Notes from Dr. Sam

Notes From Dr. Sam

Good Day,

I hope this note finds you well.

As many of you know, I have been a runner since I was twenty-two years old. It began when I was a freshman in medical school. Each morning, I met with a group of fellow students at 5:00 AM; we would go for a two-mile jog to get fully awake, and then we would study for a couple of hours. At that point in life, we thought two miles was a really long way. I ran in a pair of Red Ball Jets basketball shoes. 

I was lucky to come along at a time when parts of medicine were beginning to emphasize self-help and disease prevention. Clearly my occupation was not going to require any appreciable exercise, and luckily, I loved running. 

For the first fifteen years of my running, I almost never raced. I would occasionally run a 5K or 10K, but the truth was that I much preferred the daily training to the racing. On January 1st of 1978, I got up, dressed out in my workout clothes and running shoes and ran from my house in Hidden Valley Addition in Benton to Fouche Dam Pike, just west of the airport in Little Rock. I did the twenty-five-mile run with almost no preparation, drank very little fluids along the way and ate nothing. After that day I knew I wanted to keep doing long runs. 

My first marathon was the Dallas White Rock Marathon on Sunday, December 10th, 1989. I knew on that day as I crossed the finish line that I was hooked on marathoning (26.2 miles). Over the next thirty years, I ran five to six marathons per year and thoroughly enjoyed the sport.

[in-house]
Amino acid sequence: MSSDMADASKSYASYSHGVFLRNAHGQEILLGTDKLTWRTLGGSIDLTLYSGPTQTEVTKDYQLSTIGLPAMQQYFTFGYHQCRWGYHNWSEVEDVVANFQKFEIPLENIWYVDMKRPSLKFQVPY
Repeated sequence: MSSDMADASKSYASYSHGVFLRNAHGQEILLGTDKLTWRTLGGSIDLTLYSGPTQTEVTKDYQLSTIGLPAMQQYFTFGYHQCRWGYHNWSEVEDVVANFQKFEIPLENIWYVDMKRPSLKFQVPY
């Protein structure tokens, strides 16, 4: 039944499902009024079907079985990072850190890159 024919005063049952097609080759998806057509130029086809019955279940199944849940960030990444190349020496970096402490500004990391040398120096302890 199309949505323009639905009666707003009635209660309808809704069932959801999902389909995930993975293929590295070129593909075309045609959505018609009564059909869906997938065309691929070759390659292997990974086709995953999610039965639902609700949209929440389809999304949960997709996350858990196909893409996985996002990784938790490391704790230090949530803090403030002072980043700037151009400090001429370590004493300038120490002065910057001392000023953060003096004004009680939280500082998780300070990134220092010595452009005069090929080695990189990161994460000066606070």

By the time I turned 71, I had reached the point where I no longer enjoyed the second 13 miles of the race; my last marathon was Dallas White Rock in December of 2018. For the last few years, I have run five to six half-marathons each winter and spring and, as you know, Ms. Annette and I engage in long-distance bike riding the rest of the year.

This last winter I had a red-letter day in my running career. At age 17, my oldest granddaughter, Charlie Taggart, runs track and cross-country for Bryant. She decided in the fall of 2023 that she wanted to run a half marathon. We planned and registered for the Run the Line half marathon in Texarkana. As we stood at the starting line, it occurred to me that I was 60 years older than she. 

The gun went off; she was off like a shot. She looked like a young antelope bounding away. Her finish time was 2:08, and she came in fourth in her age division. I finished four minutes behind her. My congratulations go out to Charlie in her first long endurance race. I suspect this will be the first of many endurance races for her.

Have a good journey,


 Dr. Sam Taggart is a retired doctor/writer/marathon runner who practiced in Benton for 45 years. He recently released For Every Family, A Family Doctor: a history of the modern Family Medicine Movement in Arkansas. His other books include Country Doctors of Arkansas, The Public’s Health, With a Heavy Heart and We All Hear Voices.